- SCU Home Page
- About SCU
- On Campus
- News & Info
News & Views
The Big Q: Markkula Center Creates Forum for Students to Tackle the Big Ethical Questions of Campus
Monday, Apr. 18, 2011
A roommate puts up a poster protesting gay marriage, knowing his roommate favors it. A student hosts a party mocking Asian stereotypes. Two students start to have conflict around their "friends with benefits" arrangement.
College is where students deal with some of life's most tricky ethical situations, and often they are guided only by their own values and those of whoever happens to be on hand when the issues emerge.
Now, a new blog hosted by the Markkula Center for Applied Ethics is hoping to become a hub where students can discuss such everyday—but often complicated—ethical issues among themselves, with occasional input by professionals who spend their lives thinking about such matters.
Started last month, the blog is an extension and expansion of the Ethics ChalkTalk, a whiteboard that has been the site of ethics debates at Benson Memorial Center since 2003.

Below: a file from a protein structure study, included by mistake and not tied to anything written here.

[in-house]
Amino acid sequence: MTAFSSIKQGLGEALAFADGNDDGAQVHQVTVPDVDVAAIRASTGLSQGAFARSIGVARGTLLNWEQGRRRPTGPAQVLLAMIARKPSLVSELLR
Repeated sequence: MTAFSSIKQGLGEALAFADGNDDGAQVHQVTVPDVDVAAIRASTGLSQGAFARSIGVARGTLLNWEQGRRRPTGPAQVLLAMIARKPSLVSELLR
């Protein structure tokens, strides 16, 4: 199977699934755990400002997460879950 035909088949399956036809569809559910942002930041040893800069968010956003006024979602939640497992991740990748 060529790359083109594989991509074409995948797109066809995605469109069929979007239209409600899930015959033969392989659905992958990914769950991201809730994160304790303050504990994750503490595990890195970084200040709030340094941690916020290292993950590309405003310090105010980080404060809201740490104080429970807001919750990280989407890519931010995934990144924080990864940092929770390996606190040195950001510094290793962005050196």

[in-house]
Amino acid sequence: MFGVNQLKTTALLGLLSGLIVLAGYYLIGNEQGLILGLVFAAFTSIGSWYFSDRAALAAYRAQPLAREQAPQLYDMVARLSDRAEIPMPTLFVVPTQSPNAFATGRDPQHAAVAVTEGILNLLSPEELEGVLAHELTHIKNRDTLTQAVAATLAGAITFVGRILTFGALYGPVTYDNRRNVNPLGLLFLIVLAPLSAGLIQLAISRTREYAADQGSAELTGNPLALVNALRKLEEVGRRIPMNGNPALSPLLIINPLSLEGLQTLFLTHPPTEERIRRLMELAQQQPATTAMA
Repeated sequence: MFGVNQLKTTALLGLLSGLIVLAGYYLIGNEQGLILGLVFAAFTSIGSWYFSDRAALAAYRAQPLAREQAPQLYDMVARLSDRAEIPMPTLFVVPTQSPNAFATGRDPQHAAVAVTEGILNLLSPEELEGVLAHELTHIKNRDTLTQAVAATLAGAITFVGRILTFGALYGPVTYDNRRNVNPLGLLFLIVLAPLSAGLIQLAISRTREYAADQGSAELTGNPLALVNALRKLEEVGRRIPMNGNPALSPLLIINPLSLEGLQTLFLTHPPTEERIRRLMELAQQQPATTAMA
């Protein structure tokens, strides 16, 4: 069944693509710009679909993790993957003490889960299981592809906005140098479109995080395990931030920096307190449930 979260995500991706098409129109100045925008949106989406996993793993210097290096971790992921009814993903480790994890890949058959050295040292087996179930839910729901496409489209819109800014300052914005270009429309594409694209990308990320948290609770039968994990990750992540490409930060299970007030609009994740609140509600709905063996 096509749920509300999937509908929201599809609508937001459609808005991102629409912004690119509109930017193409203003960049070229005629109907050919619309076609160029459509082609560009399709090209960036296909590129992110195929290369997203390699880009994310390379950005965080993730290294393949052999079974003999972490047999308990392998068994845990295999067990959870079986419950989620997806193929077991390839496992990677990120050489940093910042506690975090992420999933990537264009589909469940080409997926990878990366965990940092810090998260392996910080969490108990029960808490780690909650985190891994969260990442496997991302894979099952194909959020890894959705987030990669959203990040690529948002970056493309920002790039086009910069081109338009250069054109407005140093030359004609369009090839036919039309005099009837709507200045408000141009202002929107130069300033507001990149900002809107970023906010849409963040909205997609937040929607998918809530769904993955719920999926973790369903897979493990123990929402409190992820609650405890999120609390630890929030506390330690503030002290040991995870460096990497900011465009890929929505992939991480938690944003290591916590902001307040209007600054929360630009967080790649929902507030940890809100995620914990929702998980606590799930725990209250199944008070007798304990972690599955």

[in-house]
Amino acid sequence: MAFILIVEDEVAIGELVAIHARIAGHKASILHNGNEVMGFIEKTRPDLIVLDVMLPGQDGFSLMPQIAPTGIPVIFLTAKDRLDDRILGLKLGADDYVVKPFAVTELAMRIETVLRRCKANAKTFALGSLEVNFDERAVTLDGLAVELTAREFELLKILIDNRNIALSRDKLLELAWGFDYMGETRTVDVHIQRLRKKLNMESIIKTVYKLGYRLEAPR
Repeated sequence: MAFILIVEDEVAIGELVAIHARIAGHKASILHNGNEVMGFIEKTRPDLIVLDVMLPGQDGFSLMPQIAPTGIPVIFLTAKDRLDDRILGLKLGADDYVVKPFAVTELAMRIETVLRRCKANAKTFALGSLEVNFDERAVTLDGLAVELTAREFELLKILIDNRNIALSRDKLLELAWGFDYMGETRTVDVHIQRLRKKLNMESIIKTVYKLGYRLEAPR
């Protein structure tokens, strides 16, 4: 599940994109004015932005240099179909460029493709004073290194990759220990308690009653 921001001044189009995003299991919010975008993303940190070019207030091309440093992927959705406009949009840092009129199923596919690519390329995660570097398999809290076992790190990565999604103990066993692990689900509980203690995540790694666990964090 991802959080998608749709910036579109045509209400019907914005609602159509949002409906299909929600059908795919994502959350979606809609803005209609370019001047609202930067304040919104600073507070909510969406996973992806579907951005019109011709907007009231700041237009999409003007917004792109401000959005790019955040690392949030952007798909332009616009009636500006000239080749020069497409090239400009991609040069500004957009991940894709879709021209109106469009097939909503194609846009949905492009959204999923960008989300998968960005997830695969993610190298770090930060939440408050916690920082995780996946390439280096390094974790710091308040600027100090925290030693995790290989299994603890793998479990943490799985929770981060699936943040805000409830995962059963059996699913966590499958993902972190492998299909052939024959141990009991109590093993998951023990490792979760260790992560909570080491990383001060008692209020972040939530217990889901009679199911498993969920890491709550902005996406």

The cases are also tied to campus events: The sometimes toxic combination of sex and alcohol was the subject of a student-led panel discussion during Campus Safety Week, for instance. The theme party case was posted as part of the lead-up to a major diversity leadership conference SCU is hosting April 30.
The questions that are posed at the blog (http://scu.edu/ethics-center/ethicsblog/thebigq.cfm) are designed to be answered and debated largely by students.
"In our experience, people make better decisions when they've given some thought to what they will do before they're actually faced with a difficult situation," said Miriam Schulman, the Center's communications director who led the site's creation. "We're hoping that The Big Q can alert students to questions they may have to confront and provide them with some resources for handling those situations."
Parents, student-life professionals, and members of the Ethics Center staff will weigh in as well.
For instance, in a recent question posed about two students engaged in a "friends with benefits" arrangement, ethics professor David DeCosse notes that the concept is akin to an Aristotlean concept called "friendships of mutual use or mutual pleasure." He says that category of friendship falls far short of the Aristotle's definition of "the highest form of friendship," those who truly want only what's in their friends' best interest—not their own.
The questions are shared on the Ethics Center's Facebook page, and students are invited to join a $500 video contest and weekly polls on ethics topics.
Read more about the Big Q.
April 20, 2011